Whilst we believe our specialist recruitment practices - frequently handling remote hiring situations coupled with the pace and quality of candidate placements - are certainly a factor in our recruitment success despite the pandemic, there is also indication that for some companies, it's business as usual; and that extends to recruiting new assets into the company.
Space Talent's report noted that 16.7% of businesses surveyed expected to slightly or moderately increase the headcount within their organisation.
Perhaps this is down to space companies experiencing elevated risk to their survival with funds tied to deliverables and completion of contracts. With the space workforce highly specalised, companies are under pressure to deliver on deadlines and strategically pulling back on the recruiting effort will hamper the delivery of those contracts. We’ve heard from our clients that customer confidence in their ability to deliver on projects is strongly tied to the quality of their workforce. Quality hires have directly resulted in the extension of contracts and the perceived ability of the organisation. With a 60% reduction in the number of job seekers, reaching candidates is a new challenge and quality and pace of hire is crucial.
It certainly feels to us that hiring in key areas of the industry hasn't slowed at all, in fact, quite the opposite. If this quick turn around is at all indicative of the way in which the sector will bounce back we believe it will be business as usual soon.
Hire now: Despite initial trepidation, companies looking to hire to reach objectives prior to the outbreak haven’t stopped. It is our view that it will be these companies that will be able to pick up where they left off and make advances on the market whilst others halting recruitment may stagnate. Offering suitable candidates an offer in principle will secure the talent, enable time to familiarise them with organisational procedures and provide security for the candidate.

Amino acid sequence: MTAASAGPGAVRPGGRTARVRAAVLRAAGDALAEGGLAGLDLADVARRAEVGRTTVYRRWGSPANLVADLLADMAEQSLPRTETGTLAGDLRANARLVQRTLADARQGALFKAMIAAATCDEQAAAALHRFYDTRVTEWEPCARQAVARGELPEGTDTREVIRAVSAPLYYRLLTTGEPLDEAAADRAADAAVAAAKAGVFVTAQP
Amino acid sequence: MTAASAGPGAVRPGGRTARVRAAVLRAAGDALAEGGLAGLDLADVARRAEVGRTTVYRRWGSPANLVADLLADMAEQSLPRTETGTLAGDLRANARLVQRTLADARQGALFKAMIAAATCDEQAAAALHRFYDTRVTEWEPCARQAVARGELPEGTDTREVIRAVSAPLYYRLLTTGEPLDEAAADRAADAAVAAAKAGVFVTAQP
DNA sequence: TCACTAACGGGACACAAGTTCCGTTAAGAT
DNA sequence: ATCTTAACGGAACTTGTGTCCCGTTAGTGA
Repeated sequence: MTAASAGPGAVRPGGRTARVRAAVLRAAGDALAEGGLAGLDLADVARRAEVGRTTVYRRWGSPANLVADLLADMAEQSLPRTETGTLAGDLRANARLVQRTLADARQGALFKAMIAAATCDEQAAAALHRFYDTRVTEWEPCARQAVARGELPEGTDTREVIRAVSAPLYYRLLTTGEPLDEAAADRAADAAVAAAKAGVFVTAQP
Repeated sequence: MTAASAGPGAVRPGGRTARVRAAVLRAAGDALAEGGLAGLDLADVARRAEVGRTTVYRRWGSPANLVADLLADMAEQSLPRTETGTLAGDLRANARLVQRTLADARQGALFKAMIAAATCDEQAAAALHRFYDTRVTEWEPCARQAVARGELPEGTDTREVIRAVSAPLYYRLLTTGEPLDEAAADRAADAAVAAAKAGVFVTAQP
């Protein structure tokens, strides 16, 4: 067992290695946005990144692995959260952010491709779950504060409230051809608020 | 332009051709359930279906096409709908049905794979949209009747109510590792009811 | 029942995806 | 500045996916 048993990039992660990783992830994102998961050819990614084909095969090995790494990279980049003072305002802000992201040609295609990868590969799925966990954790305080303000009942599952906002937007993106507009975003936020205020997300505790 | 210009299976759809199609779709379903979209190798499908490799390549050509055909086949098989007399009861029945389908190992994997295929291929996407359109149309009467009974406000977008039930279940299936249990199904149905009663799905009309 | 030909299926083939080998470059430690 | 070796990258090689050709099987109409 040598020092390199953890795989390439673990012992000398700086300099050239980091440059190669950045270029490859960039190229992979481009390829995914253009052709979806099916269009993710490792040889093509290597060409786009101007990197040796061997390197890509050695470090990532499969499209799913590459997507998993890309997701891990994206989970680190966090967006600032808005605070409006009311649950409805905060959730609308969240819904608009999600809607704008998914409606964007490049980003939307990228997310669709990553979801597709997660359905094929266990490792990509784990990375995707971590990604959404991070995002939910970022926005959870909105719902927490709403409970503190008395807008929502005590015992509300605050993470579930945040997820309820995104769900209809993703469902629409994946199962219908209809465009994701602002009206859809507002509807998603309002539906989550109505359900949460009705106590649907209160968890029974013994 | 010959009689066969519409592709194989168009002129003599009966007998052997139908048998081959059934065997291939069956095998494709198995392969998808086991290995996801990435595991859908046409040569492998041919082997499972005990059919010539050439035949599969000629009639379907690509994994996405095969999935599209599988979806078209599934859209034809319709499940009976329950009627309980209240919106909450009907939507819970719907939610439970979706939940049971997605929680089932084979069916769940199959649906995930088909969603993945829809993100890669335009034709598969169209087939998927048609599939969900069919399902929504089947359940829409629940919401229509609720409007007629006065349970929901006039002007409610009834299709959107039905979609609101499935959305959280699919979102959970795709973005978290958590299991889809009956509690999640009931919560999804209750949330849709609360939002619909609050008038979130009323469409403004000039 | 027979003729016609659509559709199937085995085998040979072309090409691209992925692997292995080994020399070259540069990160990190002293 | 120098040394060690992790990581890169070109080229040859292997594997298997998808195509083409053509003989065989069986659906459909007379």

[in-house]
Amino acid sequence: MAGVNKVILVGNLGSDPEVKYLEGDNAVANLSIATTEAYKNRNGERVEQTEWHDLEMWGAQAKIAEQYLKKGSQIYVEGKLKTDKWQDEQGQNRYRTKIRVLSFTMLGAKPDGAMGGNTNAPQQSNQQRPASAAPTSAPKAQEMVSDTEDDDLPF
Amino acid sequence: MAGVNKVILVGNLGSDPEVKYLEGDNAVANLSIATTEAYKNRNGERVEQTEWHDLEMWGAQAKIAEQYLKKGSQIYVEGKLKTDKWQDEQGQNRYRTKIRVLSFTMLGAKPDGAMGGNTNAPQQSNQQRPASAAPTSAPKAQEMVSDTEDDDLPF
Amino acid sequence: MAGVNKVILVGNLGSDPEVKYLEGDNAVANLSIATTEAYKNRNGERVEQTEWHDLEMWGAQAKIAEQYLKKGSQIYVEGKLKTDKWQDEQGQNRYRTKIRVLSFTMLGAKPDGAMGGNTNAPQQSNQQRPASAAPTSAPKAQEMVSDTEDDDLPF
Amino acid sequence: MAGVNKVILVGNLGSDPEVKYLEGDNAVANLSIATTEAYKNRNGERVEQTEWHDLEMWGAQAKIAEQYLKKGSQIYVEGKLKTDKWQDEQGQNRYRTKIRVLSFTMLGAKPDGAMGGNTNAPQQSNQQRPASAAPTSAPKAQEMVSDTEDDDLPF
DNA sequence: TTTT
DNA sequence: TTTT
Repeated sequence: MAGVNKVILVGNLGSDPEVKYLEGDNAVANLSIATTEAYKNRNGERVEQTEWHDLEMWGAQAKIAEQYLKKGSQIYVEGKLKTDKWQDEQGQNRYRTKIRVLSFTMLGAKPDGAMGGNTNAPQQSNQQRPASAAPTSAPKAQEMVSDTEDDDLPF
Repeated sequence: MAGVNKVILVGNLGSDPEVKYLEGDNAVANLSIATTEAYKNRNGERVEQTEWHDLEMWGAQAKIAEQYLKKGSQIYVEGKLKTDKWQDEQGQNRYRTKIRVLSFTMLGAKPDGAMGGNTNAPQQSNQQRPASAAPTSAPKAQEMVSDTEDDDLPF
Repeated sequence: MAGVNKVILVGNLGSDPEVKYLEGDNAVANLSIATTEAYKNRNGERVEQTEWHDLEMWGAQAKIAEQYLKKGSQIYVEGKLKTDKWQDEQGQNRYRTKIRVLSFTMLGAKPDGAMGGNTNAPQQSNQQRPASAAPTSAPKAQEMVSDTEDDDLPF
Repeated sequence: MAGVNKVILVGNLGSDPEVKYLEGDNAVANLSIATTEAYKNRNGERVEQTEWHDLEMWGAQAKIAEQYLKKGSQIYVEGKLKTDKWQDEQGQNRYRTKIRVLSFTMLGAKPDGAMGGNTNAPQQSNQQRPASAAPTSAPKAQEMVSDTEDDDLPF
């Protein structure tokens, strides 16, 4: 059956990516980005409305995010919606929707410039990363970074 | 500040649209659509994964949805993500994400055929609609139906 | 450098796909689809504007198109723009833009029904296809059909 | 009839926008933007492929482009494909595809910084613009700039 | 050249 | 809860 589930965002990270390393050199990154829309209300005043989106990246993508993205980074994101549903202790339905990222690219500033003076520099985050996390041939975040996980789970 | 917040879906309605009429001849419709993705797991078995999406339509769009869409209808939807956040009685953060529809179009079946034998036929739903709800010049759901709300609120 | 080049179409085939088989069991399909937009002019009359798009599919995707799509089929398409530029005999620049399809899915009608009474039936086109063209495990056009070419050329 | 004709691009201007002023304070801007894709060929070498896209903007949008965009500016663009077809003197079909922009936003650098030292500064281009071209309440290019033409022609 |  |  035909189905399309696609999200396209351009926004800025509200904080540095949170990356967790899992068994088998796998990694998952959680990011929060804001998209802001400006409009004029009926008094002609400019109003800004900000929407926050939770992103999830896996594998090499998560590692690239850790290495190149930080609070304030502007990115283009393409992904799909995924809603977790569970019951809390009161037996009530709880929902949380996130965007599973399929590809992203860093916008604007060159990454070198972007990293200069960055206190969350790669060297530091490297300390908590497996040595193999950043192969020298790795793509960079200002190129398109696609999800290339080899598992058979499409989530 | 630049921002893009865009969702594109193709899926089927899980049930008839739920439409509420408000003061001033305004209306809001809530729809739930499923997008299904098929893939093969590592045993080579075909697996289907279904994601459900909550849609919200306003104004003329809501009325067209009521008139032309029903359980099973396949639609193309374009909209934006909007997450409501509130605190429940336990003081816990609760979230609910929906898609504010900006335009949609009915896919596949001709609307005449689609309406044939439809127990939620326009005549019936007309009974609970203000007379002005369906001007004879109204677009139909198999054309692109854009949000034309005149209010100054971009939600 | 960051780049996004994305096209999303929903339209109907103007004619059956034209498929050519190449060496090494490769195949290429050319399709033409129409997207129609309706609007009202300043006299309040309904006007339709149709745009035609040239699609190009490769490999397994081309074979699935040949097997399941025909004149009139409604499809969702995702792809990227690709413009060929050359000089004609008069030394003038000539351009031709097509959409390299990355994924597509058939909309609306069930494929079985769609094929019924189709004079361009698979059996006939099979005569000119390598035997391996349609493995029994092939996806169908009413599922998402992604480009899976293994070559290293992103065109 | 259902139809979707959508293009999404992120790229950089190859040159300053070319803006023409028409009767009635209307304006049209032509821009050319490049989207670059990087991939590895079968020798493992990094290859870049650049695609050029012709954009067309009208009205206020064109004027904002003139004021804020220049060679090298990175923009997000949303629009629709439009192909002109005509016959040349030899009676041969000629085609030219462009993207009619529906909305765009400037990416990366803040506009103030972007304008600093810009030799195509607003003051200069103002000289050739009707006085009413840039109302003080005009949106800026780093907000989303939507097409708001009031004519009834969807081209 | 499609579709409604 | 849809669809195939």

Utilise technology: Interviewing through video conferencing has never been more necessary. Adopting this method has always shown innovation; it reduces the necessity to travel, allows instant connections, frees up tight schedules of hiring managers, streamlines the recruiting effort, is cost effective and crucially, can currently keep us all safe at the moment whilst not hampering growth.
Embrace remote working: Flexible working conditions are not only generating a happier, more productive workforce, it’s a valuable incentive employers are using to attract new applicants. Many of the job seekers we speak to are searching for greater work-life balance and broader choices in terms of where and how they work. A recent study revealed that allowing employees the flexibility to work from home also increased loyalty. The space sector workforce is highly skilled and not easily reconstituted; it takes considerable time and effort to reconstruct the talent required to restore full operational capabilities. Considering remote-working will retain the skilled employees within an organisation.
The requirement to be able to work from home was on the rise before COVID-19; it’ll be even more popular now and employers need to tool up to be able to satisfy this requirement.
From what EVONA has reported, the future of the space sector is certainly secure - if that were ever in doubt. Two years ago the Bank of America predicted that the sector would be worth 2.7 trillion in 20 years time and there's no reason to question that prediction now. After all, despite a global pandemic, we've just experienced the first crewed mission to the ISS from US soil for 11 years; a mission made possible by the increased commercialisation of the sector. Surely that's as good an indication as any of the resilience of the space industry.
Space Talent COVID assessment 2020 (May 2020)
Defence Innovation unit – Covid-19 impacts on the US commercial Industry (May 2020)
IWG Global Workforce survey (March 2019)
Flex Jobs Survey (2018)